The other big winner was "As Good As It Gets," whose unlikely romantic coupling of Helen Hunt and Jack Nicholson got a lock on best actor and actress. "Good Will Hunting" picked up some well-deserved gongs: best supporting actor for Robin Williams, a long overdue first win, and best screenplay for Ben Affleck and Matt Damon, the freshest faces in town. The biggest loser? It had to be the Awards' director, who, despite draconian efforts to keep speeches to a minimum, watched in agony as the ceremony overran by an hour. Some might say precisely the same of "Titanic."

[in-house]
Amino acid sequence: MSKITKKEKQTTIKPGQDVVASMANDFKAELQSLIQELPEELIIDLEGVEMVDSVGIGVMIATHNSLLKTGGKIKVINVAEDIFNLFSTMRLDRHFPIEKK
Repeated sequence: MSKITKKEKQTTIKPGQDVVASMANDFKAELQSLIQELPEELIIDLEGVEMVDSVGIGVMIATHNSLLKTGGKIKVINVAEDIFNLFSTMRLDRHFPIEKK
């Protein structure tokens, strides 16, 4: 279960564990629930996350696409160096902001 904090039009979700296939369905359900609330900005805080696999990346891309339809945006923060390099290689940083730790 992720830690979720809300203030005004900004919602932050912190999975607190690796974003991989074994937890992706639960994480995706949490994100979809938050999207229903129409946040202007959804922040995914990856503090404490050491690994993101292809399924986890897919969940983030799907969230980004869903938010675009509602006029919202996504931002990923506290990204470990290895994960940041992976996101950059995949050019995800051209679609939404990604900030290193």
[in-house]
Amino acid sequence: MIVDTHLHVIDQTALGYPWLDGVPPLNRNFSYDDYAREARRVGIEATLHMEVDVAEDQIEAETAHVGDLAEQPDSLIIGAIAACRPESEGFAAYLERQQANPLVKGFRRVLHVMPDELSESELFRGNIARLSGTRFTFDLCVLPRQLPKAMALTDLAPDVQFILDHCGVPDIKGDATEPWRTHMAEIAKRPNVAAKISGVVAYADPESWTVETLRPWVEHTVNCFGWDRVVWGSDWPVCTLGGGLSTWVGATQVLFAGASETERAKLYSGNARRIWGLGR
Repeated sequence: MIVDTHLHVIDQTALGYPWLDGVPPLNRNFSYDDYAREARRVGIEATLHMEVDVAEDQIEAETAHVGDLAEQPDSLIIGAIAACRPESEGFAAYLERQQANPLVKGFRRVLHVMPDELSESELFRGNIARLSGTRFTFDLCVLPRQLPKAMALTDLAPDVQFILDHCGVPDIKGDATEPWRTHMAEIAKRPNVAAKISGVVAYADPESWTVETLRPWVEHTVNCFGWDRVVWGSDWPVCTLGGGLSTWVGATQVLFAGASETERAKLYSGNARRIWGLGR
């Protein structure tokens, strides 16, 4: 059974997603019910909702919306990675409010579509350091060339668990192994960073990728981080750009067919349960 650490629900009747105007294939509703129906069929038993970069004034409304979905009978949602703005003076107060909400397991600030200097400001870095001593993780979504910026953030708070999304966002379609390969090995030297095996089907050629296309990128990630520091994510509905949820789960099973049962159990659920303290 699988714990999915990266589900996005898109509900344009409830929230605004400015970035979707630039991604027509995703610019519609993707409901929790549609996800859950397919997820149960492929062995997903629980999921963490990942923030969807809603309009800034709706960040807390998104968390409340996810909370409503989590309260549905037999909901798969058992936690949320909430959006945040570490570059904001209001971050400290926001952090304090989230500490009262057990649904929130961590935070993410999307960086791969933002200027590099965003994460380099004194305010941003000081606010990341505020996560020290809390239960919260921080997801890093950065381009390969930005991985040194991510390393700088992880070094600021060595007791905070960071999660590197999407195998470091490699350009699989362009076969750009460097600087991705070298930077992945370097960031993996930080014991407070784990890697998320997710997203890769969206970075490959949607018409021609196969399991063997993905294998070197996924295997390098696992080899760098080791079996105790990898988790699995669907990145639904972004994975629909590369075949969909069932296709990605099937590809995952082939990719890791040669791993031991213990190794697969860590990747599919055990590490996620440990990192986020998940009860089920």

LOS ANGELES: Hollywood loves a happy ending, even one you could have predicted three hours before it happened. And for James Cameron, Monday night was certainly a fairytale finale. His $200 million epic, "Titanic," an unstoppable juggernaut with a billion-dollar gross, won best picture, best director and nine other Academy Awards. That ties "Ben-Hur" for the all-time Oscar record, just as "Titanic"'s 14 nominations drew even with "All About Eve." So the movie broke no new ground, and neither did Cameron: "I'm the king of the world!" he screamed in acceptance -- stealing the line from his leading man in absentia, Leonardo DiCaprio.